Village Council— Cresco may emit light later
- Published: January 9, 2020
The greenhouses at Cresco Labs may brighten the dark sky for a few hours in the winter months.
At its final meeting of the year, Village Council agreed to allow local medical marijuana producer Cresco to emit light from its greenhouses past the previously agreed upon time of sunset — at least for the next few weeks.
Cresco will be allowed to use the artificial lights in their greenhouse without a blackout curtain until 7 p.m., about two hours after sunset.
The approval is provisional until a longer discussion can take place at Council’s Jan. 6 regular meeting, however.
Council President Housh suggested the temporary approval, saying that while the Village wants to collaborate with Cresco, he also wants public feedback.
“I always like these kinds of things to be on the agenda so if somebody does want to weigh in they have an opportunity to,” Housh said. The item had been added to the New Business section of the agenda at the meeting’s start.
Cresco had asked the Village for the extension because too much moisture is building up in the greenhouses after sunset and before artificial lights are turned off, explained Maxwell Salinger who identified himself at the meeting as Cresco’s director of cultivation and a village resident.
“Because we are closing [the blackout curtains] at 5 p.m., the plants are still transpiring and putting moisture in the area,” Salinger said.
“It is raining on these plants,” he added.
According to Salinger, the cannabis plant is particularly susceptible to bacterial and microbial pathogens that can proliferate in high moisture environments, which could hinder state approval of harvests. Moisture is especially problematic when the plants are flowering, he added.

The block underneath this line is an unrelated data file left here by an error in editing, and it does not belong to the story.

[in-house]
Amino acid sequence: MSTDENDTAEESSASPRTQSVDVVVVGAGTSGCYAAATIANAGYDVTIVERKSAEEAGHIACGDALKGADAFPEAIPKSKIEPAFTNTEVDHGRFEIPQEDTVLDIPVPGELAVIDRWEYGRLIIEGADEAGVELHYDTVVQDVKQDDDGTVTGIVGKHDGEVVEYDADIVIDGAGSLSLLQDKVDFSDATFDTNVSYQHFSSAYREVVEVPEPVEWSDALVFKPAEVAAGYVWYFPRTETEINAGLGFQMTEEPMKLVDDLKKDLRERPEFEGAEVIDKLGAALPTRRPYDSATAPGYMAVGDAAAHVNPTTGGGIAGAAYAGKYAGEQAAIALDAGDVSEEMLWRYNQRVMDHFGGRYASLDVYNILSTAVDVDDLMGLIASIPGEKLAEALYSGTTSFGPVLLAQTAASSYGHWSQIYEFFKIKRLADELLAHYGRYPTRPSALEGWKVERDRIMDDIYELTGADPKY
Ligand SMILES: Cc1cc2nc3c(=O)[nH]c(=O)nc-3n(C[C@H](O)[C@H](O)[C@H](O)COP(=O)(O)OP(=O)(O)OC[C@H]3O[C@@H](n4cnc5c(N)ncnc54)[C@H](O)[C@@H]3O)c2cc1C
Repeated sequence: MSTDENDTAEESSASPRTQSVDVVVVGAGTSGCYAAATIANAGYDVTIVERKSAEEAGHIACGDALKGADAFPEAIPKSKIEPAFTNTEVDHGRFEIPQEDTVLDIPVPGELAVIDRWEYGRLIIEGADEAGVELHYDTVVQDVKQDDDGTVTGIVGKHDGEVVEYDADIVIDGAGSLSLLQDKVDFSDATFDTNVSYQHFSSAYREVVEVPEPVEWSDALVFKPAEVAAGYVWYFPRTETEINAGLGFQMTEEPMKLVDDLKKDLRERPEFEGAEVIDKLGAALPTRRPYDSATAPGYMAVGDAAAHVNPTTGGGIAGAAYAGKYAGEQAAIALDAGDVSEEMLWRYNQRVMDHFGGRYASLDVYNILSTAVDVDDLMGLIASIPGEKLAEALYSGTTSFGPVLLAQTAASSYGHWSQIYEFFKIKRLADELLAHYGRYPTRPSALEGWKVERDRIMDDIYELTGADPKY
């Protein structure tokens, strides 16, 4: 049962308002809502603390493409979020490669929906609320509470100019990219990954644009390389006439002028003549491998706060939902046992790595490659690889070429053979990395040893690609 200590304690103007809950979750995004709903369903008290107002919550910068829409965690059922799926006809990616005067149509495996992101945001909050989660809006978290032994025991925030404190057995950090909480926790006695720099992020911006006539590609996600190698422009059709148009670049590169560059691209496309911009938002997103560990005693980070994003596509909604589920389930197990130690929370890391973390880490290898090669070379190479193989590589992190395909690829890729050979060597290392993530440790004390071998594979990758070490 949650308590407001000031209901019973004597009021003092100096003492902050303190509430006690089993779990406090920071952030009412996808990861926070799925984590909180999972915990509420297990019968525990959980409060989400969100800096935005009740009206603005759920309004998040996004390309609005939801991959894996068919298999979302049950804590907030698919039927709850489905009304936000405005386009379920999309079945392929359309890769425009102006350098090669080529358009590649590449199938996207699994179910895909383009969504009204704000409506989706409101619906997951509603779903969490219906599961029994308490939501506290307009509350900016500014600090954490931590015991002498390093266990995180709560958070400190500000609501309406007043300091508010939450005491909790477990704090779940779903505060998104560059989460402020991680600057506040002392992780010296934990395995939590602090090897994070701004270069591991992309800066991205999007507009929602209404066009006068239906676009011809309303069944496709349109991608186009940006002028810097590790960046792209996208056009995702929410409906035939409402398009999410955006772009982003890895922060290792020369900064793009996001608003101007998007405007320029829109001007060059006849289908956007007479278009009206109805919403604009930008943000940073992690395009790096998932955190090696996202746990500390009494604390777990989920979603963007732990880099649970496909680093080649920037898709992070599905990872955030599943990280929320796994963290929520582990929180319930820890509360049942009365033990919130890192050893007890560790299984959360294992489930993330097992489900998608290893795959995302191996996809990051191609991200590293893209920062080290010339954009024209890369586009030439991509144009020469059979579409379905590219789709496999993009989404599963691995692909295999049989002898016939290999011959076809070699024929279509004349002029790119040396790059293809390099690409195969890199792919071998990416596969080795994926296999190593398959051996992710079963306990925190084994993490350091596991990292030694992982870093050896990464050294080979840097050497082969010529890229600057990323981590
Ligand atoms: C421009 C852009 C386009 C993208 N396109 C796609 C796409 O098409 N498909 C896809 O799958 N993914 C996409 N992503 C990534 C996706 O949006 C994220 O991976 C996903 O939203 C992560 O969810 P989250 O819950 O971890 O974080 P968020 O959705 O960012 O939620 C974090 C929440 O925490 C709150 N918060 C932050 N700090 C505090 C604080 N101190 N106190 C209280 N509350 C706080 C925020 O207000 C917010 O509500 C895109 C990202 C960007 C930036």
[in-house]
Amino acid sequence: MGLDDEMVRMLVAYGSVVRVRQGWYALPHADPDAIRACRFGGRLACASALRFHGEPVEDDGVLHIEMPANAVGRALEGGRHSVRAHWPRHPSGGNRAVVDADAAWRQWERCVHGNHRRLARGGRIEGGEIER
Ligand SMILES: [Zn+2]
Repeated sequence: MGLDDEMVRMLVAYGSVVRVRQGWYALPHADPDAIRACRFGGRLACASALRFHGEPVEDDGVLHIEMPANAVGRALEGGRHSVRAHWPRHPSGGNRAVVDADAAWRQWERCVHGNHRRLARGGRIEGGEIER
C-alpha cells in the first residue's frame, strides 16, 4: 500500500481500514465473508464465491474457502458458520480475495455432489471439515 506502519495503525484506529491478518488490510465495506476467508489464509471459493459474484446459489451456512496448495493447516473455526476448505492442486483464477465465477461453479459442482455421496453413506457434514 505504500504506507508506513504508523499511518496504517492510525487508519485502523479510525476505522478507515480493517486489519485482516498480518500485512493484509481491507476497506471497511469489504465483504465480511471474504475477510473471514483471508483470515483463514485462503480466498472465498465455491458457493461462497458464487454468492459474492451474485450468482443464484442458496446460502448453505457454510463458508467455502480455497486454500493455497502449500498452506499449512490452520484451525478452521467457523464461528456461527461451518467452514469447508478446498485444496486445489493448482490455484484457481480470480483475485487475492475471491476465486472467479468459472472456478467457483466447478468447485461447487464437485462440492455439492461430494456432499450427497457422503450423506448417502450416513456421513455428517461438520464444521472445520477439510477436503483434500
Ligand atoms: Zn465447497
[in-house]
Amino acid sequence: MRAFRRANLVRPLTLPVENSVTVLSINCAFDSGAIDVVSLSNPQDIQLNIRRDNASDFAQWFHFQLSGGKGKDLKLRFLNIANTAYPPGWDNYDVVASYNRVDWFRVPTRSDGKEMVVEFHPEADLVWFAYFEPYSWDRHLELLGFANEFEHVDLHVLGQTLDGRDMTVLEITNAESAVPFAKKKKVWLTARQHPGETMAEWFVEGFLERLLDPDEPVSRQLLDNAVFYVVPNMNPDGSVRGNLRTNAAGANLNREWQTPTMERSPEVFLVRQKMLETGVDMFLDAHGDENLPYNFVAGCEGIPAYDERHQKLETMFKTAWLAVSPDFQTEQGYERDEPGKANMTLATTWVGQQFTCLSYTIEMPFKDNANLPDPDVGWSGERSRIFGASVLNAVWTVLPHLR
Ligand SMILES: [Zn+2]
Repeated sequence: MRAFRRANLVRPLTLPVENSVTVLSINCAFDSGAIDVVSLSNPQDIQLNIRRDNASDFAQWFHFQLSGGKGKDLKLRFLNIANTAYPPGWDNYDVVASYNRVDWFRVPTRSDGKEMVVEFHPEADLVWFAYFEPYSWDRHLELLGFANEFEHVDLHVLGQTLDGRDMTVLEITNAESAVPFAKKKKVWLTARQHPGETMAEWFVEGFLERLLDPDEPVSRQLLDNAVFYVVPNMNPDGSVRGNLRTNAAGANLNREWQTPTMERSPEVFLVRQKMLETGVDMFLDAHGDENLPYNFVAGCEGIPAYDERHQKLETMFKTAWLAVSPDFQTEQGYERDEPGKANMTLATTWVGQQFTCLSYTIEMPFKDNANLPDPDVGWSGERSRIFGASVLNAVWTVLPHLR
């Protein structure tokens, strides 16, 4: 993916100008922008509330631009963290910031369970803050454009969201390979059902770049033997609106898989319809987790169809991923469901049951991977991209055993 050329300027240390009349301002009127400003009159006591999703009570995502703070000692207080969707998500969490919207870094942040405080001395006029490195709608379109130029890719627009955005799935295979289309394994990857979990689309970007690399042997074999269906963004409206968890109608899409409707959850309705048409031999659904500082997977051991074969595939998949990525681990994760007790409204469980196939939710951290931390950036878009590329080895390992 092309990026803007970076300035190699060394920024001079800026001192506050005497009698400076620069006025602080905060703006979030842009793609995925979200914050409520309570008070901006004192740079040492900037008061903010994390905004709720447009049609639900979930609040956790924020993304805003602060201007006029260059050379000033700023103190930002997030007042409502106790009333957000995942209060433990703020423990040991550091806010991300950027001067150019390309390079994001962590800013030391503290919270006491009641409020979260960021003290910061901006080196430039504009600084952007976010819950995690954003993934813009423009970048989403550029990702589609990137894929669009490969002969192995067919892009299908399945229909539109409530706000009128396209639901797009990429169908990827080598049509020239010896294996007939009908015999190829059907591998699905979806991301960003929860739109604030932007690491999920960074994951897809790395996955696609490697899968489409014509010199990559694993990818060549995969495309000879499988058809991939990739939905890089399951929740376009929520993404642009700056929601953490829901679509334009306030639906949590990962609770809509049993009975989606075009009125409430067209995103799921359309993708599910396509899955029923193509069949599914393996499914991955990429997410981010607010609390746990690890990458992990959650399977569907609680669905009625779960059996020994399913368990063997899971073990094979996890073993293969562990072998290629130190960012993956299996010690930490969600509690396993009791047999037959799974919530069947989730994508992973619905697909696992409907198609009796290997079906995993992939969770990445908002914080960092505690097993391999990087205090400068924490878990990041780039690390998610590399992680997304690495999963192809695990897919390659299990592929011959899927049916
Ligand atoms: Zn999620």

Previously, Cresco agreed to the time constraint because “we made an agreement we would not pollute light past sunset,” Salinger said. The company is requesting the extension be in place from October through February annually.
In his report to Council, Village Manager Josué Salmerón recommended the request be granted because, “not granting it could have a detrimental impact on the business.”
In response to a question from Housh about informing the community of the new plan, Ari Greenwald, Cresco’s facility director, said that Cresco is somewhat hampered from communicating directly to the public due to strict state regulations.
“A lot of the times our hands are tied with communication and education with the public — the state sees that as advertising,” Greenwald explained. He added that it can take one to two months for a public statement to be approved by the state. Village leaders said they would help spread the word.
In other Council business—
Charter changes on March ballot
Council approved an ordinance to put on the March 2020 ballot changes to the Village Charter in three separate measures. One measure lengthens the term of the mayor from two to four years. Two others deal with that expansion of voting rights. In November 2019, the three changes, which were inadvertently combined into a single ballot measure, were rejected by voters 53–47%.
In one measure, the text reads, “Residents who are 16 years of age and older are eligible to vote for Yellow Springs local elected officials and issues pursuant to the home rule power and granted by this Charter.”
In a separate measure, the text reads, “Residents of the Village of Yellow Springs who are non-US citizens shall be electors and are eligible to vote for Yellow Springs local elected officials and issues pursuant to the home rule power and granted by this Charter.”
The final amendment replaces “two-year term” with “four-year term” in a section on the mayor.
Council President Brian Housh summarized the three, now separate, issues.
“With both of these amendments, as with the third one, you have the opportunity to vote yes or no,” he said. “If they both pass, then they extend voting to both groups. But it may be possible that only one of them, or neither of them, pass.”